The Coronavirus pandemic has driven organisations to reframe their rules of business engagement and push the fast-forward button on a host of digital initiatives. In the past 12 months, employees have had to get to grips with the realities of remote working and new operational models that are changing the way they work.

Indeed, Covid-19 is set to rapidly accelerate the impact of technology on the job market over the next decade. According to a recent World Economic Forum report*, by 2025 half of all work tasks will be handled by machines. A process that is set to both create 97 million jobs worldwide and simultaneously replace almost as many.

With more disruption on the horizon, organisations need to prepare now for the ‘jobs of tomorrow’. That includes thinking about how to upskill personnel as technologies like AI, robotics and big data continue to impact job roles and established work practices.

Adopting more sustainable approach to addressing the skills gap

As the workplace continues to evolve at pace, employees will need to acquire the relevant digital and soft skills required to retain their roles or perform them effectively. Yet 68 per cent of UK employers report already struggling to find workers with the right skills. A skills gap that is costing them an estimated £4.4 billion a year**.

But attempting to buy in skills, rather than build them, is a short-term response that ultimately does not pay long-term dividends. To keep up with today’s fast shifting business environment, a more sustainable approach is needed.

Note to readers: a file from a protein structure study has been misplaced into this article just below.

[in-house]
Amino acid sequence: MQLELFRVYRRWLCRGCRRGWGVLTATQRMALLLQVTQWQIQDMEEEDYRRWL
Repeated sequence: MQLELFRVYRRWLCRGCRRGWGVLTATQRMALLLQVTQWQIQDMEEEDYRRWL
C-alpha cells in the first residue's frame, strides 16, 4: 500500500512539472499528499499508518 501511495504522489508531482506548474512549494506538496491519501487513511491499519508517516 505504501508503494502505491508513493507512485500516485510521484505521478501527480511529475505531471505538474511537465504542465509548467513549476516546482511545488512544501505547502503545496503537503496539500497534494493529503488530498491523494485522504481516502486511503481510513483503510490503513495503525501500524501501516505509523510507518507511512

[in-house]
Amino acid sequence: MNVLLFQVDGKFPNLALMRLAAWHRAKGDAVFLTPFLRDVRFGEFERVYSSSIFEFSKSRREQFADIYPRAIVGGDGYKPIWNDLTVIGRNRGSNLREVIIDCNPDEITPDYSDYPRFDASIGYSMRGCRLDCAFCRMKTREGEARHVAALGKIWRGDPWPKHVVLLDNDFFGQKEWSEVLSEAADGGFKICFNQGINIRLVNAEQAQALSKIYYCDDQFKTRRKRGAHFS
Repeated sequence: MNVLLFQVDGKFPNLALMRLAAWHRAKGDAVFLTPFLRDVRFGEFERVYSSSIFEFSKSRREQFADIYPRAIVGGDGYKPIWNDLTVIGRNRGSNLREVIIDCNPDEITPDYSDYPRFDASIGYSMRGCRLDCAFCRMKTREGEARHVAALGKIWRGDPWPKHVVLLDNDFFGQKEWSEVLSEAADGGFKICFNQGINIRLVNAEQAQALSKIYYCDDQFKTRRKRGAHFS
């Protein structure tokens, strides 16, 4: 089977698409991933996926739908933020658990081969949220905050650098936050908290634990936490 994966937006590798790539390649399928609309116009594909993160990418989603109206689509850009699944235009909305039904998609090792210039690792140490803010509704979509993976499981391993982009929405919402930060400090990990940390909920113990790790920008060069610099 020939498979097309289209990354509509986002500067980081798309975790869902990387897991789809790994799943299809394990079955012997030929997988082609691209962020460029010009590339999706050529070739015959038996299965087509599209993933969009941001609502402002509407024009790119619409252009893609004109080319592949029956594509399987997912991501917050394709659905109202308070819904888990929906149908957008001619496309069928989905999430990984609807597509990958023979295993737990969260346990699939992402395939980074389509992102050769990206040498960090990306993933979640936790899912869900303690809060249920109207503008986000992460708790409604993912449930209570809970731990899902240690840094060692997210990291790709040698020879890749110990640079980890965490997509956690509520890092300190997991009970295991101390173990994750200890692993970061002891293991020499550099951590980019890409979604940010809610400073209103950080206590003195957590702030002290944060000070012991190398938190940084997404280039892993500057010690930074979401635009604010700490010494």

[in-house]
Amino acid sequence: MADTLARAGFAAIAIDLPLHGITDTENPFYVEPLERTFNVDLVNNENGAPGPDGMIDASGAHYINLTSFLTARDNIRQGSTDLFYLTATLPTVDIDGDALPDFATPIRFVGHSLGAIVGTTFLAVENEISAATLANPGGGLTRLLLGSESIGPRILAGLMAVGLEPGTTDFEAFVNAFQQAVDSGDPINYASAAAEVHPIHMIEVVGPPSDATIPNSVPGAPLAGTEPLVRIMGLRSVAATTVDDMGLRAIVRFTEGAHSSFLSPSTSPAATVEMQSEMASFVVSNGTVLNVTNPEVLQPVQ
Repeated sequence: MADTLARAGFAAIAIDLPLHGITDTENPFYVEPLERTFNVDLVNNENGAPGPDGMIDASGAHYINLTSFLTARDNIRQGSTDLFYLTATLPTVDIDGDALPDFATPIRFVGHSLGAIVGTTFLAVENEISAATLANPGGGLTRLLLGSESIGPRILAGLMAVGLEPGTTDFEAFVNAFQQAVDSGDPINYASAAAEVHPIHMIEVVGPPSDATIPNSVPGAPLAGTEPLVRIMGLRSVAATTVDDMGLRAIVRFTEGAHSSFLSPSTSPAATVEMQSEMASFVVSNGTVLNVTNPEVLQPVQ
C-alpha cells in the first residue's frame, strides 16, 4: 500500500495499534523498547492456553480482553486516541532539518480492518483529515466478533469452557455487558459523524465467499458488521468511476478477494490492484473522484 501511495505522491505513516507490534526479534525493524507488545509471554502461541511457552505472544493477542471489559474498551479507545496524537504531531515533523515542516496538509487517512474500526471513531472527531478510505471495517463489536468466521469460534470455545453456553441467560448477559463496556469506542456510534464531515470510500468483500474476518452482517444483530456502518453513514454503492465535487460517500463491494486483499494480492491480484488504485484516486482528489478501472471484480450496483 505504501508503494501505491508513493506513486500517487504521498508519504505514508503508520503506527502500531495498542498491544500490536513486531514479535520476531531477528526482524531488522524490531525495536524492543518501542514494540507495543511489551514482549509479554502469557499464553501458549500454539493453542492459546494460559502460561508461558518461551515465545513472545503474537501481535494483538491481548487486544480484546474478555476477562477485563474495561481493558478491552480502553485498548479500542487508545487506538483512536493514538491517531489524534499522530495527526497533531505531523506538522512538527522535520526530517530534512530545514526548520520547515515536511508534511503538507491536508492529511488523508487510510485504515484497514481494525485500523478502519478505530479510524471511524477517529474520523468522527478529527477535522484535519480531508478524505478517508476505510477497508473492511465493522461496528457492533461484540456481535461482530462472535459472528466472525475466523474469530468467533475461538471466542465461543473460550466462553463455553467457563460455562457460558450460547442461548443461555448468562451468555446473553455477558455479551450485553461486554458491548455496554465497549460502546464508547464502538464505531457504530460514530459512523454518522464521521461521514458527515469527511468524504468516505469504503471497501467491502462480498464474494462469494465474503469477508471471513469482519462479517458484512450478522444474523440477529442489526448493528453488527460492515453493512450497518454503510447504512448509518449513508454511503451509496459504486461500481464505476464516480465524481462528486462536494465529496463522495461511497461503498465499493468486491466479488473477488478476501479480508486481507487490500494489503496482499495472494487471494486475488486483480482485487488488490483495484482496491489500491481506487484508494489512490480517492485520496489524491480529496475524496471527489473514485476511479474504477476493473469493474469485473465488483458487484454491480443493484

In the absence of ready talent, many forward thinking organisations are recognising that creating an agile and motivated workforce that can adapt fast to new challenges begins with the initiation of a culture of continuous learning and development that will enable workers to acquire the skills they need to transition to new and emerging roles.

So, what L&D priorities should top the list for organisations that want to ensure their workforce is able to keep pace with upcoming changes?

Preparing for disruption

Few organisations could have predicted how the global pandemic would disrupt their industry overnight. Having leveraged digital transformation to transcend recent events, they’ve invested in new cloud-based infrastructure and communication and collaboration tools that now make it easier for any employee to access on-demand learning content.

As they initiate new AI and automation tools across the business, they’re also taking the opportunity to embed highly targeted learning directly into workflows: supporting workers with the relevant skills and capabilities they will need to perform immediate tasks, and providing signposting to additional learning resources that workers may want to build on for the future.

These micro moments of learning enable workers to practically apply highly relevant new skills quickly, in context, and at the moment of need. Ensuring they are able to continuously evolve their capabilities in line with any incremental updates to workflows.

This informal approach to learning new skills on the job has a wider relevance to workforce skills acquisition. As organisations begin to look at what emerging skills will be needed to undertake a variety of roles across the organisation, targeting curated skills acquisition will be a top priority. According to the World Economic Forum, companies estimate that 40 per cent of workers will need formal upskilling or re-skilling, regardless of their current specialisation, within the next five years.